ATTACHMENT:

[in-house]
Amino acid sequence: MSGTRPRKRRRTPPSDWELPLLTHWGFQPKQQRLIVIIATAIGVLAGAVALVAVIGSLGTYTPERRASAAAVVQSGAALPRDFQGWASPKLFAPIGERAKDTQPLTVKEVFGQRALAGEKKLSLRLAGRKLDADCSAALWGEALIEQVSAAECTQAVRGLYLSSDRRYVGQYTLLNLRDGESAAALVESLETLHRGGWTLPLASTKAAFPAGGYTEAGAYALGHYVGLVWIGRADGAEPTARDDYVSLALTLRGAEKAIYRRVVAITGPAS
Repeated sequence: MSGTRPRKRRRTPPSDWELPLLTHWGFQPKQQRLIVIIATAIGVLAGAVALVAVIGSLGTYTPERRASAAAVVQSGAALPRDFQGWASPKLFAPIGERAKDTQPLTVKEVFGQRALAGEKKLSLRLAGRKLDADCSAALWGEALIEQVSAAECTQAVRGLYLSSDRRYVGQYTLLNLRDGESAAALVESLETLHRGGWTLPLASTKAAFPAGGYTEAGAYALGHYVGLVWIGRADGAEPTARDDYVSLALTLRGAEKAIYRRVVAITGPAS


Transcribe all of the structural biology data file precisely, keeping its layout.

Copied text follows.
[in-house]
Amino acid sequence: MSGTRPRKRRRTPPSDWELPLLTHWGFQPKQQRLIVIIATAIGVLAGAVALVAVIGSLGTYTPERRASAAAVVQSGAALPRDFQGWASPKLFAPIGERAKDTQPLTVKEVFGQRALAGEKKLSLRLAGRKLDADCSAALWGEALIEQVSAAECTQAVRGLYLSSDRRYVGQYTLLNLRDGESAAALVESLETLHRGGWTLPLASTKAAFPAGGYTEAGAYALGHYVGLVWIGRADGAEPTARDDYVSLALTLRGAEKAIYRRVVAITGPAS
Repeated sequence: MSGTRPRKRRRTPPSDWELPLLTHWGFQPKQQRLIVIIATAIGVLAGAVALVAVIGSLGTYTPERRASAAAVVQSGAALPRDFQGWASPKLFAPIGERAKDTQPLTVKEVFGQRALAGEKKLSLRLAGRKLDADCSAALWGEALIEQVSAAECTQAVRGLYLSSDRRYVGQYTLLNLRDGESAAALVESLETLHRGGWTLPLASTKAAFPAGGYTEAGAYALGHYVGLVWIGRADGAEPTARDDYVSLALTLRGAEKAIYRRVVAITGPAS